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: Hi, : : I'm in the market for a dust collection system for my garage/workshop. I : have done some comparative shopping, and I have narrowed it down to either : Delta or Jet. I'm leaning more towards Jet's, but I just don't know. If : you have either of these brands, please reply back and let me know what you : think about it. I just don't trust the reviews on Amazon! : : Thanks : : I have the Jet DC-1100CK. It works great, gets all the chips and dust I throw at it from my planer and table saw. For the fine dust in the air I have the Jet AFS-1000B air filter. It too works very well.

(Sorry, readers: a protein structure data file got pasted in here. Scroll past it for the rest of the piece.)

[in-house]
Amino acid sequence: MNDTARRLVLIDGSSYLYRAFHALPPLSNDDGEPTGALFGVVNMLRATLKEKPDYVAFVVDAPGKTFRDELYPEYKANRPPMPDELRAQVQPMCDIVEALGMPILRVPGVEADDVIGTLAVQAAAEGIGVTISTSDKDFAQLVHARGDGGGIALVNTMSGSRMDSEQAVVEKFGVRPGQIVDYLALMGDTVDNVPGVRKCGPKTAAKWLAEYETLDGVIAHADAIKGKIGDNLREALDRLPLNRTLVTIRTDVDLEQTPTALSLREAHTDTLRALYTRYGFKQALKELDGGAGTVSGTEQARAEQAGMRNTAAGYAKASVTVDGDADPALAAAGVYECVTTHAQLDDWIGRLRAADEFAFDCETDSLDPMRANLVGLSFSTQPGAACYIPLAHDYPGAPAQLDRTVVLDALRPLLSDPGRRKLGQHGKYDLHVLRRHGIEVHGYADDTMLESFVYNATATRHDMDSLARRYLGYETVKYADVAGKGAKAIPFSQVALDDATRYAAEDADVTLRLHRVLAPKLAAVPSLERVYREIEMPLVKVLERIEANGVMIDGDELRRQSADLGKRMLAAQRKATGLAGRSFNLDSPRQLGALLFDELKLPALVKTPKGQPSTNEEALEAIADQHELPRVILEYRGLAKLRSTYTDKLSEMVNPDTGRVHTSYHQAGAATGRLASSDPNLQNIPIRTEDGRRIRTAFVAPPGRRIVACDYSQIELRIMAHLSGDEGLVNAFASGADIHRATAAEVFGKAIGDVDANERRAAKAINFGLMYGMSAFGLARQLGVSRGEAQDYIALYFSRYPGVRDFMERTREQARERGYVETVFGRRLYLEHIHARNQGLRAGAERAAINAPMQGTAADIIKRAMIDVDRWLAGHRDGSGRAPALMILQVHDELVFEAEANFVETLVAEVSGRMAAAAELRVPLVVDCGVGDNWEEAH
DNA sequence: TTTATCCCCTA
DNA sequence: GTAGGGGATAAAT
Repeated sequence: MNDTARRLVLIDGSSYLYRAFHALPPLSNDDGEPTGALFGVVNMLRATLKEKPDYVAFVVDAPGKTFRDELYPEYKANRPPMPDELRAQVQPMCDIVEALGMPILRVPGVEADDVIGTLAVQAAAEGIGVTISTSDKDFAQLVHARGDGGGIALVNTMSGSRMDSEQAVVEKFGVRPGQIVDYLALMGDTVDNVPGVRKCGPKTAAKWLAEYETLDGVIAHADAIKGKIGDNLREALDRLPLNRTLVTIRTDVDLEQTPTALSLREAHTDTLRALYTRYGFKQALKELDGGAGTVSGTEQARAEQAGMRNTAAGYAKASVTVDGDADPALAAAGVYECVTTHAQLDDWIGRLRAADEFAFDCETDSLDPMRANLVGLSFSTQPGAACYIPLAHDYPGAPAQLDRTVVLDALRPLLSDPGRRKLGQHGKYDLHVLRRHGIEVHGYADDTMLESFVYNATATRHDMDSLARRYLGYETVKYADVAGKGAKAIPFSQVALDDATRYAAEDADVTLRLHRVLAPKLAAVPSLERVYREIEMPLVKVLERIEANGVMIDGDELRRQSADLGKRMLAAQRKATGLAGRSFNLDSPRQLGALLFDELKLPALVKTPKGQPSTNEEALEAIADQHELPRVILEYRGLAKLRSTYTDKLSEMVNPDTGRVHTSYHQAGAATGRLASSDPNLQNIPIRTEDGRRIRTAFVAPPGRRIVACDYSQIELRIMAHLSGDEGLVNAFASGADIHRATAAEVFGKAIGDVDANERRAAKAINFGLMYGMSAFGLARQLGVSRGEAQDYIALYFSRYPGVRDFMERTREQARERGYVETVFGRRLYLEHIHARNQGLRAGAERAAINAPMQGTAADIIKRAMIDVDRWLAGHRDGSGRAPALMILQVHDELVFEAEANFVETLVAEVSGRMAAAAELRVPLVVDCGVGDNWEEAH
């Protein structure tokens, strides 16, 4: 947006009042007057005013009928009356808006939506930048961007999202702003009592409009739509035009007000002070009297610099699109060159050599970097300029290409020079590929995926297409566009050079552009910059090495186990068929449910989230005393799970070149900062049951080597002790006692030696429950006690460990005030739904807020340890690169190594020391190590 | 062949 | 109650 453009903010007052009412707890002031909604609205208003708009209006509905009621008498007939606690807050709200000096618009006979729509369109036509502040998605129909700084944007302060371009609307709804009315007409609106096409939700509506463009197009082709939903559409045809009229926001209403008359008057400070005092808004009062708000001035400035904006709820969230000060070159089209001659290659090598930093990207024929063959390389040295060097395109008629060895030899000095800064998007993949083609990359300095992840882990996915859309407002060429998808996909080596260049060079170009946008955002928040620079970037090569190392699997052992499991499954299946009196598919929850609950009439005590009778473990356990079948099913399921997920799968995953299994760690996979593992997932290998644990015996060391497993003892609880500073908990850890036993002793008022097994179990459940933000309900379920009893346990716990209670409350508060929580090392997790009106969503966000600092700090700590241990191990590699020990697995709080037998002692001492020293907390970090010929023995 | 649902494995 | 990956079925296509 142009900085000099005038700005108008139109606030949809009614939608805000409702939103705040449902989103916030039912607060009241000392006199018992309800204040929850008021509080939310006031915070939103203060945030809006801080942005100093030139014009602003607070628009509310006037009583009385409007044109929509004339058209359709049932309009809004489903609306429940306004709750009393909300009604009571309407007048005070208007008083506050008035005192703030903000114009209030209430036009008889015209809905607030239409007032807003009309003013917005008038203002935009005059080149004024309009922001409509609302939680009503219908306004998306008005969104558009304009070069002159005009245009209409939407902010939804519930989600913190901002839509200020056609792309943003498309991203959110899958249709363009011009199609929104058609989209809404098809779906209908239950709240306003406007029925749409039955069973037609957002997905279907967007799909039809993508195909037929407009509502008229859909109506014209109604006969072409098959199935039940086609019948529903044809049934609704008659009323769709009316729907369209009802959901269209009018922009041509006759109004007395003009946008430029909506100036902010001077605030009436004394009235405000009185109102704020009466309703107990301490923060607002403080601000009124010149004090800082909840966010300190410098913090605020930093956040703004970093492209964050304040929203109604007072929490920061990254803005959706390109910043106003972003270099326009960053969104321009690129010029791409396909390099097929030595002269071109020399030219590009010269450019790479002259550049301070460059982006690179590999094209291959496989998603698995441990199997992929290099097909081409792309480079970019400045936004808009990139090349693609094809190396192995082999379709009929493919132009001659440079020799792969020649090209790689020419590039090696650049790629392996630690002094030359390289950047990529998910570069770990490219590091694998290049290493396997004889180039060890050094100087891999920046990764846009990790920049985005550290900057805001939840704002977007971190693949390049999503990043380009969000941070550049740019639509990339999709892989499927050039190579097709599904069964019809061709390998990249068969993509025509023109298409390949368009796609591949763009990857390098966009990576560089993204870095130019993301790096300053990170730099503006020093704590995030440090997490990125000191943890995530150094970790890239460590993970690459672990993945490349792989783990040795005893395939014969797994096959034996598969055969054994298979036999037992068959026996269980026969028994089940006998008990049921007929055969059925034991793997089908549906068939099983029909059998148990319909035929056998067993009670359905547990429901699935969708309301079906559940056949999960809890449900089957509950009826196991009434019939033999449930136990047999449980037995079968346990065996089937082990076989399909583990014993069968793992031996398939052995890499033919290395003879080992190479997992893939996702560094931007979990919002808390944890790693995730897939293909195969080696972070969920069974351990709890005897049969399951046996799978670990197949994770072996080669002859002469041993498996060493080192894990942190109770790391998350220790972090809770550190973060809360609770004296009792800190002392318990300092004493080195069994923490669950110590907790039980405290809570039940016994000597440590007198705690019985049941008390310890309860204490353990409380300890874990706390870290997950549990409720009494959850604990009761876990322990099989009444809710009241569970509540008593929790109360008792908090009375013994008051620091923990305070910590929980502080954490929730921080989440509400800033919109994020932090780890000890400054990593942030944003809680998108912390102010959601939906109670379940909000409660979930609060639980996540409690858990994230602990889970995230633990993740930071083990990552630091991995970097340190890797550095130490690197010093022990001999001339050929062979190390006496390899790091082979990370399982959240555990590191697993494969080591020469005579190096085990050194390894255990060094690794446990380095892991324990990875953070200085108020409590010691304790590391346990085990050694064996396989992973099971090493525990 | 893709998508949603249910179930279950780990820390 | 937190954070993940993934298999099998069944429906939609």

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I've had a Penn State dust collector for about a month now. It really doesn't do as much as I expected. It is great on my router table, but does very little for the contractors saw, miter saw, or sanding. Had I realized this, I don't think I would have bought one; as a shop vac wasn't too bad on the router table either.
If anyone has advice on how to make it more effective, I am all ears (eyes, whatever...).
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http://pages.cthome.net/edhome
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thought but can't come up with anything that will be air tight, yet allow the saw to be adjusted. I was thinking about duct taping a heavy plastic tarp around the motor to allow it to move without leaking; yet allowing the cooling fan to work.
Thanks.